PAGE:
The re­spon­si­ble in­vestor’s guide to cli­mate change

Financial Mirror (Cyprus) - - FRONT PAGE -

Around the world, in­sti­tu­tional in­vestors – in­clud­ing pen­sion funds, in­sur­ance com­pa­nies, phil­an­thropic en­dow­ments, and uni­ver­si­ties – are grap­pling with the ques­tion of whether to di­vest from oil, gas, and coal com­pa­nies. The rea­son, of course, is cli­mate change: un­less fos­sil-fuel con­sump­tion is cut sharply – and phased out en­tirely by around 2070, in favour of zero-car­bon en­ergy such as so­lar power – the world will suf­fer un­ac­cept­able risks from hu­manin­duced global warm­ing. How should re­spon­si­ble in­vestors be­have in the face of th­ese un­prece­dented risks?

Di­vest­ment is in­deed one an­swer, for sev­eral rea­sons. One is sim­ple self-in­ter­est: the fos­sil-fuel in­dus­try will be a bad in­vest­ment in a world that is shift­ing de­ci­sively to re­new­ables. (Though there will be ex­cep­tions; for ex­am­ple, fos­sil-fuel devel­op­ment in the poor­est coun­tries will con­tinue even af­ter cut­backs are de­manded in the rich coun­tries, in or­der to ad­vance poverty re­duc­tion.)

In­deed, di­vest­ment by lead­ing in­vestors sends a pow­er­ful mes­sage to the world that cli­mate change is far too danger­ous to ac­cept fur­ther de­lays in the tran­si­tion to a low-car­bon fu­ture. Di­vest­ment is not the only way to send such a mes­sage, but it is a po­ten­tially pow­er­ful one.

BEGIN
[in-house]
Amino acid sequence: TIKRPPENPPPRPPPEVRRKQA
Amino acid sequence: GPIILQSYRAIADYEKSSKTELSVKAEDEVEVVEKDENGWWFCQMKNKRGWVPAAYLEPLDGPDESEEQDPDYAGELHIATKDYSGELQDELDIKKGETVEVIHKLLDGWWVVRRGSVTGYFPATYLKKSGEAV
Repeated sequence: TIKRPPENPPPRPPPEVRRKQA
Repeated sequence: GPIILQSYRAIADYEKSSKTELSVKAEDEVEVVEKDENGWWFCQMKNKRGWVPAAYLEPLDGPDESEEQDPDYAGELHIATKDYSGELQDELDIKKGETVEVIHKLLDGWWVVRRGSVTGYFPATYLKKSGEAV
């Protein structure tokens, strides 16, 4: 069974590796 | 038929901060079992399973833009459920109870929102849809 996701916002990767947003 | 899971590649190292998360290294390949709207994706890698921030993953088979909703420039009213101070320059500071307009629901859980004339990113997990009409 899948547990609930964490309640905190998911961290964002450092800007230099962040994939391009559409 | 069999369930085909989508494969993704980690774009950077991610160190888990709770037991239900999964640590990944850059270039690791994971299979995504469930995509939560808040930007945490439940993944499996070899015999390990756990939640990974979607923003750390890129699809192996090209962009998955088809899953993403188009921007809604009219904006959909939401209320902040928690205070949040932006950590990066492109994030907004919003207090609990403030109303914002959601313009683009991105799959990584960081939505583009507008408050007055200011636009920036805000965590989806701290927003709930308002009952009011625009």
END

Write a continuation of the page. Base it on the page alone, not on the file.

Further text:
Fi­nally, in­vestors may di­vest for moral rea­sons. Many in­vestors do not want to be as­so­ci­ated with an in­dus­try re­spon­si­ble for po­ten­tial global calamity, and es­pe­cially with com­pa­nies that throw their money and in­flu­ence against mean­ing­ful ac­tion to com­bat cli­mate change. For sim­i­lar rea­sons, many in­vestors do not want hand­gun man­u­fac­tur­ers or tobacco com­pa­nies in their port­fo­lios.

Yet there is also an eth­i­cally re­spon­si­ble and prac­ti­cal al­ter­na­tive to di­vest­ment that can help steer fos­sil-fuel com­pa­nies to­ward the low-car­bon fu­ture. As ac­tive, en­gaged share­hold­ers, in­sti­tu­tional in­vestors can use their own­er­ship (and, in the case of large in­vestors, their public voice) to help per­suade com­pa­nies to adopt cli­mate-safe poli­cies.

Amer­i­can uni­ver­si­ties are on the front line of this de­bate, pushed by their stu­dents, who are young enough to face the brunt of cli­mate change in the com­ing decades. The stu­dents are right to be frus­trated that most uni­ver­sity en­dow­ments have so far been pas­sive on the is­sue, nei­ther di­vest­ing nor en­gag­ing as ac­tive in­vestors. For ex­am­ple, Har­vard Uni­ver­sity Pres­i­dent Drew Gilpin Faust sharply re­jected di­vest­ment in 2013; the pur­pose of Har­vard’s en­dow­ment, she ar­gued, is to fi­nance the uni­ver­sity’s aca­demic ac­tiv­i­ties. Though she did say that Har­vard would be an ac­tive and re­spon­si­ble share­holder, she of­fered no de­tails about what such en­gage­ment might look like.